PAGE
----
A Psychological Analysis of an Anti-Psychological Novel: Reading Dostoevsky’s Crime and Punishment with Vygotskian Spectacles 63
The present paper discusses Dostoevsky’s Crime and Punishment as a novel that pushes the boundaries of psychological analysis in literature. Following L. S. Vygotsky’s approach to psychology of art, the commentary intends to delve into the structure of the novel to find the unique psychological perspective that is embedded in it. The analysis focuses on the opposition between fragmentation and unity in the novel’s structure and character portrayal, as well as on the epilogue as a moment in the narrative that fully unveils the anti-psychological nature of this literary work. The depiction of a deeper reality that cannot be grasped by a linear biographical-scientific understanding of personality is simultaneously the core of the novel’s anti-psychologism and its unique psychology, one that encompasses a metaphysical and spiritual realm in which epiphany finds its meaning. Lastly, we hope that this analytic and sensible effort can somehow contribute to enriching the contact with Dostoevsky’s literature, an experience that is in itself irreplaceable.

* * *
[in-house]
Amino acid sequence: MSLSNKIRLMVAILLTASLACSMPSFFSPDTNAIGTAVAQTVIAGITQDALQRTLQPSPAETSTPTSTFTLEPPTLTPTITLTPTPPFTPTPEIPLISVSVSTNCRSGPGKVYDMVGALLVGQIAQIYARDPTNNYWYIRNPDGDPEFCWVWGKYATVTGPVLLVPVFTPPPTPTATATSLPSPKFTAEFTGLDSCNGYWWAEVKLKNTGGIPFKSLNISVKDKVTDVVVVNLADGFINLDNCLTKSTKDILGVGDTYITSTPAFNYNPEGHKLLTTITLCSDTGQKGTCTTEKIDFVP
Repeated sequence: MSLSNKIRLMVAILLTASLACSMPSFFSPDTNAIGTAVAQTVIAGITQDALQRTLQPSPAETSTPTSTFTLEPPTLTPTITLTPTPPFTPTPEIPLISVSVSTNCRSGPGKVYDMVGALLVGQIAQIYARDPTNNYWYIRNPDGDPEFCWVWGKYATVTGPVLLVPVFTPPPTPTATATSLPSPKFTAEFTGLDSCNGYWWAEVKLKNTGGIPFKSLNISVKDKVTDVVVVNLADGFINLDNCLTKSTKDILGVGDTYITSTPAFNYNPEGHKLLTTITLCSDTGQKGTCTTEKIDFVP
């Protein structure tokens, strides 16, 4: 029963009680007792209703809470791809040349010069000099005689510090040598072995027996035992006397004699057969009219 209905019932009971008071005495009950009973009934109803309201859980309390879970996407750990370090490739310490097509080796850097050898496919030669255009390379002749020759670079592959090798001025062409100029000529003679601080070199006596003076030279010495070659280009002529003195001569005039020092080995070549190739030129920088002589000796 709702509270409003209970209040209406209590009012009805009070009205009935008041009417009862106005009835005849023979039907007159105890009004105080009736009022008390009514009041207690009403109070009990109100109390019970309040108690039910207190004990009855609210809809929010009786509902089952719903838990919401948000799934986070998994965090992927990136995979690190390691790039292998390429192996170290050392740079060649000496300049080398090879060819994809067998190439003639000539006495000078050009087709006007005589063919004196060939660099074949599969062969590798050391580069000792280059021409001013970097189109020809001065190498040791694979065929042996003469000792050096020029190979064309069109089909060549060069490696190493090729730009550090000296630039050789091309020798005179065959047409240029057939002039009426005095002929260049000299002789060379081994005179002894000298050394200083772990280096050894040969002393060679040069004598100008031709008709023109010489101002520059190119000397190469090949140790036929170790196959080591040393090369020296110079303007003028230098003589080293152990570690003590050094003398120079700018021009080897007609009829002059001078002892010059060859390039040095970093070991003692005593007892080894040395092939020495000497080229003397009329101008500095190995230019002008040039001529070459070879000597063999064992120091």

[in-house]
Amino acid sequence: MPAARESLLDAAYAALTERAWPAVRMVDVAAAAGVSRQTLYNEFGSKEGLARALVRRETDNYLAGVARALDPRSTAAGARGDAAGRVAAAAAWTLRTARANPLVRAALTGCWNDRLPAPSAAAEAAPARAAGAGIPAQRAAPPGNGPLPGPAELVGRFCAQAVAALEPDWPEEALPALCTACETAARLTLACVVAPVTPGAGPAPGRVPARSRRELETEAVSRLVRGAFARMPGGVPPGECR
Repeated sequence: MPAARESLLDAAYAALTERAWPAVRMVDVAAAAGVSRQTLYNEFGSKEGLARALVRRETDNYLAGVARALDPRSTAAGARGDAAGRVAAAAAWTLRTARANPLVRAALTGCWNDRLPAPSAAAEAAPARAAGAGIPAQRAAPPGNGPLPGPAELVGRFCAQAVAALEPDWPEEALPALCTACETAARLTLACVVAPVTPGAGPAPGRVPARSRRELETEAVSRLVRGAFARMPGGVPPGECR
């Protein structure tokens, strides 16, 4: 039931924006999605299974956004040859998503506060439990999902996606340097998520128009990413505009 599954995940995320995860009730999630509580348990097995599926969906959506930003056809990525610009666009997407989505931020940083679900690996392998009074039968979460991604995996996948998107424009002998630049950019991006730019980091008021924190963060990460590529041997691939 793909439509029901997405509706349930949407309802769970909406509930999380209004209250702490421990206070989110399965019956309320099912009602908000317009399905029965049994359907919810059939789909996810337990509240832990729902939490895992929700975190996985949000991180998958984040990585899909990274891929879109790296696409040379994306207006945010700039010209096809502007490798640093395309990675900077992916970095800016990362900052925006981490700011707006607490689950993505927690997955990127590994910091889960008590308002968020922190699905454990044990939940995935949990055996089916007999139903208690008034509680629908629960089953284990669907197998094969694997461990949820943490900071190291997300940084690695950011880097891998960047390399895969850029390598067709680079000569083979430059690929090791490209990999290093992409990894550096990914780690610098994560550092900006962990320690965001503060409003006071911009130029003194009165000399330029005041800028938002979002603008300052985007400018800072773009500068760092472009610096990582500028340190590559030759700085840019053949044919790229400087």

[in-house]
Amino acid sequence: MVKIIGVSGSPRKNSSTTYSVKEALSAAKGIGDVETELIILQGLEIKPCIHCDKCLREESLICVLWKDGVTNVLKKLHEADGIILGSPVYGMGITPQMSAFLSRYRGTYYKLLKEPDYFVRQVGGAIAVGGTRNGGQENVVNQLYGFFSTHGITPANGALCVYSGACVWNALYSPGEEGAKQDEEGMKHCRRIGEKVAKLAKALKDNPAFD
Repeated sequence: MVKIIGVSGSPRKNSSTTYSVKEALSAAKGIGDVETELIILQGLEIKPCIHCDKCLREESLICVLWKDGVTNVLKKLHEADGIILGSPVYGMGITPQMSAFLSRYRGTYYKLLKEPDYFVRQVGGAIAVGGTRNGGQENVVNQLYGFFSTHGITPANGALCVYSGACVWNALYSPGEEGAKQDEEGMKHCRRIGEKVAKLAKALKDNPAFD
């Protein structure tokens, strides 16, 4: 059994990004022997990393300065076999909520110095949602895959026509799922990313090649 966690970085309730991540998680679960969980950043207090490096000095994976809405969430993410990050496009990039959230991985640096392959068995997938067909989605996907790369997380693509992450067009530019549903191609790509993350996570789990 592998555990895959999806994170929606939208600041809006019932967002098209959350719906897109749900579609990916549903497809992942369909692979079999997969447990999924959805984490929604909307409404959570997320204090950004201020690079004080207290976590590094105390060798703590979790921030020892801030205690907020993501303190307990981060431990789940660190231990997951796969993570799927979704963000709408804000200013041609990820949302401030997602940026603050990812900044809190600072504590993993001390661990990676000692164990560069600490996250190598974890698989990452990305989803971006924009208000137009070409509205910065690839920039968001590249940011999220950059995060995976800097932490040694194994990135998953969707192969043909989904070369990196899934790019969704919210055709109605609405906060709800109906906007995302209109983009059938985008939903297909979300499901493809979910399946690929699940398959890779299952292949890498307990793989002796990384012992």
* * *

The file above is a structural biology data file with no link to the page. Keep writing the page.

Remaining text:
Russia’s contribution to world prose literature in the 19th
century has been unmistakably categorized under the label of Realism. However,
it has been often argued that this tradition provided a unique type of
realistic literature, not to be mistaken for the scientism and positivism of
This paper is based on two research projects funded by São Paulo Research Foundation (FAPESP 07/52450-9 and FAPESP 2015/17830-1).
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